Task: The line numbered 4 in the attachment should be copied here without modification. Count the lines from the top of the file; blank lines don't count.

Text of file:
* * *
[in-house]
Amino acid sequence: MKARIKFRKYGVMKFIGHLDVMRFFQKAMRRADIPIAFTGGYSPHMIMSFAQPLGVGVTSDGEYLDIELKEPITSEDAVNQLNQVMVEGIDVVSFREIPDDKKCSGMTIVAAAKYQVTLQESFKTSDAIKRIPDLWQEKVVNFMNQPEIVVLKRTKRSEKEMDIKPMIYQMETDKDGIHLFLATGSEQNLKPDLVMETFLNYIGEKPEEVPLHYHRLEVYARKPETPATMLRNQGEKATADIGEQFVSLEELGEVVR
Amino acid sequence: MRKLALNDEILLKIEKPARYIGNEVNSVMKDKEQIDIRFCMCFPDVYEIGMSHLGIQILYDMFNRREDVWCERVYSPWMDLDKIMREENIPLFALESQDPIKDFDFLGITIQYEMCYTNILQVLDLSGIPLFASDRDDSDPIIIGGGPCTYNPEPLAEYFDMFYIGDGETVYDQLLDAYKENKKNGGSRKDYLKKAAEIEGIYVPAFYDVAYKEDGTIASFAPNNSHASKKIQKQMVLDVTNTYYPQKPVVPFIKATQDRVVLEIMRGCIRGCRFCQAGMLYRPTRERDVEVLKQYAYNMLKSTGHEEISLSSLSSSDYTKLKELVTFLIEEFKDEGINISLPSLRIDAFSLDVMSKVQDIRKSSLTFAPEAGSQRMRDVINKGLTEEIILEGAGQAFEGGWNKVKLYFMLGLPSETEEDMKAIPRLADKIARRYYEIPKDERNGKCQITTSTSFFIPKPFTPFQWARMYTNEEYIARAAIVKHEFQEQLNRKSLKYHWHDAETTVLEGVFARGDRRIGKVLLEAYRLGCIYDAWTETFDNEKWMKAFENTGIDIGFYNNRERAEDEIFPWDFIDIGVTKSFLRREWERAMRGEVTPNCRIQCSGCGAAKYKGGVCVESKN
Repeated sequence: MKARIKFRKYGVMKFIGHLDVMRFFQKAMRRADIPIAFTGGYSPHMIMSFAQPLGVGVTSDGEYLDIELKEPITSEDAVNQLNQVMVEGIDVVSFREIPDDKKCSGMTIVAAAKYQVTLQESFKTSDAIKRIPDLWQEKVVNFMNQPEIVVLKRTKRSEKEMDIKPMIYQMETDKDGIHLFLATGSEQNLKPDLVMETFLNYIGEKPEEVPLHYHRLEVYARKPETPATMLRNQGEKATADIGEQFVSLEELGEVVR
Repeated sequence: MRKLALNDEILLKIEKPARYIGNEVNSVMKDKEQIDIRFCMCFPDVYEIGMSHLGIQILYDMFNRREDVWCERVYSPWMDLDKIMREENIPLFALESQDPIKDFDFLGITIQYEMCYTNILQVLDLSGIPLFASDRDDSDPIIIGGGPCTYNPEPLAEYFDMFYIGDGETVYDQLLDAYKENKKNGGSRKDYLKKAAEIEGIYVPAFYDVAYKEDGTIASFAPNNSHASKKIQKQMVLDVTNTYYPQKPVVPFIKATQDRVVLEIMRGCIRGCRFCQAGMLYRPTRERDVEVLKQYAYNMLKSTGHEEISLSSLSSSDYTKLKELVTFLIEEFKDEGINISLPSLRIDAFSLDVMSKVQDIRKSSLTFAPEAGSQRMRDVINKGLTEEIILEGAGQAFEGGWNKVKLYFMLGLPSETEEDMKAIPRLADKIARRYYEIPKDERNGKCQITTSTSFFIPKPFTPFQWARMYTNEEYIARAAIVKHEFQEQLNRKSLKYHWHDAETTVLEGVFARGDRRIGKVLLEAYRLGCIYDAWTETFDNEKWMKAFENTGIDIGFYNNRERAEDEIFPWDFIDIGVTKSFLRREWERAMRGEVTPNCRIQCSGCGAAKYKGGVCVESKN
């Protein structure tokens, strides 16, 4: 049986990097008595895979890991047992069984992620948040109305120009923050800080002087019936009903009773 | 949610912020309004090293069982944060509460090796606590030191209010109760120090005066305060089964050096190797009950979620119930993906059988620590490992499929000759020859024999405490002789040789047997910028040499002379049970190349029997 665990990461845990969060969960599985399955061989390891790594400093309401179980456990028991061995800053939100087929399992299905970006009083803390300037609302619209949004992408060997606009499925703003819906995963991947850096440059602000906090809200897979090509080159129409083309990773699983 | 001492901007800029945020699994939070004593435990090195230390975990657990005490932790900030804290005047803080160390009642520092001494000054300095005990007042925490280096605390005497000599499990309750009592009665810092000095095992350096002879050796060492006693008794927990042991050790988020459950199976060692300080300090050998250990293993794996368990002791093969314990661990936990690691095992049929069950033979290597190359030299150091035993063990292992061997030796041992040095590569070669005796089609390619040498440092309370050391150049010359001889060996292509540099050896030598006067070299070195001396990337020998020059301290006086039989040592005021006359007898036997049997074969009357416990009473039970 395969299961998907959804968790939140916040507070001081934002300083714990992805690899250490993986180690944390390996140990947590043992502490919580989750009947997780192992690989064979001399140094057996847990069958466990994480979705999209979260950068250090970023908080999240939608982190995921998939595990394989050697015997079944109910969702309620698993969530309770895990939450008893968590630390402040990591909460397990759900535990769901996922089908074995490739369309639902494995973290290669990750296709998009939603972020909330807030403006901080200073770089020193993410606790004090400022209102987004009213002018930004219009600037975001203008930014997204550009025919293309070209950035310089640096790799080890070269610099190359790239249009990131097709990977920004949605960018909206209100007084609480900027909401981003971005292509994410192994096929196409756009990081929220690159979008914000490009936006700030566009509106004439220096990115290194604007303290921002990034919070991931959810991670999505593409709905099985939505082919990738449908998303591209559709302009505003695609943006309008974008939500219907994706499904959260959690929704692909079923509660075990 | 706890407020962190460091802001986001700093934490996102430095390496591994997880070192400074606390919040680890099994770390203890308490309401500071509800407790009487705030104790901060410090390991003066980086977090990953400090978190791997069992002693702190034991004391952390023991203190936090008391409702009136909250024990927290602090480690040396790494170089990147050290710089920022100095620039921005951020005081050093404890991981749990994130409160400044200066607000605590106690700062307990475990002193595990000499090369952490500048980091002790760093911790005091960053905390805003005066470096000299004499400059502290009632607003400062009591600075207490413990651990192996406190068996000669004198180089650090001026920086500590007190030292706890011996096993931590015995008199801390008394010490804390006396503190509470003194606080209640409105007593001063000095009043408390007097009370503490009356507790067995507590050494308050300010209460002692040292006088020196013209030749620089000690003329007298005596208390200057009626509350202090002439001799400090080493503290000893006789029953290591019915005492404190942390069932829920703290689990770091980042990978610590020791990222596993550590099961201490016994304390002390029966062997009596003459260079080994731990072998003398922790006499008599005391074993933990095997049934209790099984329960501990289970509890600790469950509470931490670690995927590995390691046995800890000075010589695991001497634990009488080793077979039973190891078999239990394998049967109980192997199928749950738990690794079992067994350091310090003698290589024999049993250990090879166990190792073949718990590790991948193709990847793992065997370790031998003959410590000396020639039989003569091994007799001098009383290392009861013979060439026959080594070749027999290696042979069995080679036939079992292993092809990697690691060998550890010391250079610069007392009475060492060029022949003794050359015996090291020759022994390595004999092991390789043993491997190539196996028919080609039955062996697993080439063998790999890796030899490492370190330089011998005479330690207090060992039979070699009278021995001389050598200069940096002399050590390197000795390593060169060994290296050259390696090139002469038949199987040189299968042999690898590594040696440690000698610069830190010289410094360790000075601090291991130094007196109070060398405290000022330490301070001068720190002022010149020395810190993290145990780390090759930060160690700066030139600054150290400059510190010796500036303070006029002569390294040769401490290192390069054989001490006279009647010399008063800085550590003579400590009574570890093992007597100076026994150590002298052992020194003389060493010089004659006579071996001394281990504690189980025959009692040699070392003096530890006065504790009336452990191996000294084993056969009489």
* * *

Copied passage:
Repeated sequence: MKARIKFRKYGVMKFIGHLDVMRFFQKAMRRADIPIAFTGGYSPHMIMSFAQPLGVGVTSDGEYLDIELKEPITSEDAVNQLNQVMVEGIDVVSFREIPDDKKCSGMTIVAAAKYQVTLQESFKTSDAIKRIPDLWQEKVVNFMNQPEIVVLKRTKRSEKEMDIKPMIYQMETDKDGIHLFLATGSEQNLKPDLVMETFLNYIGEKPEEVPLHYHRLEVYARKPETPATMLRNQGEKATADIGEQFVSLEELGEVVR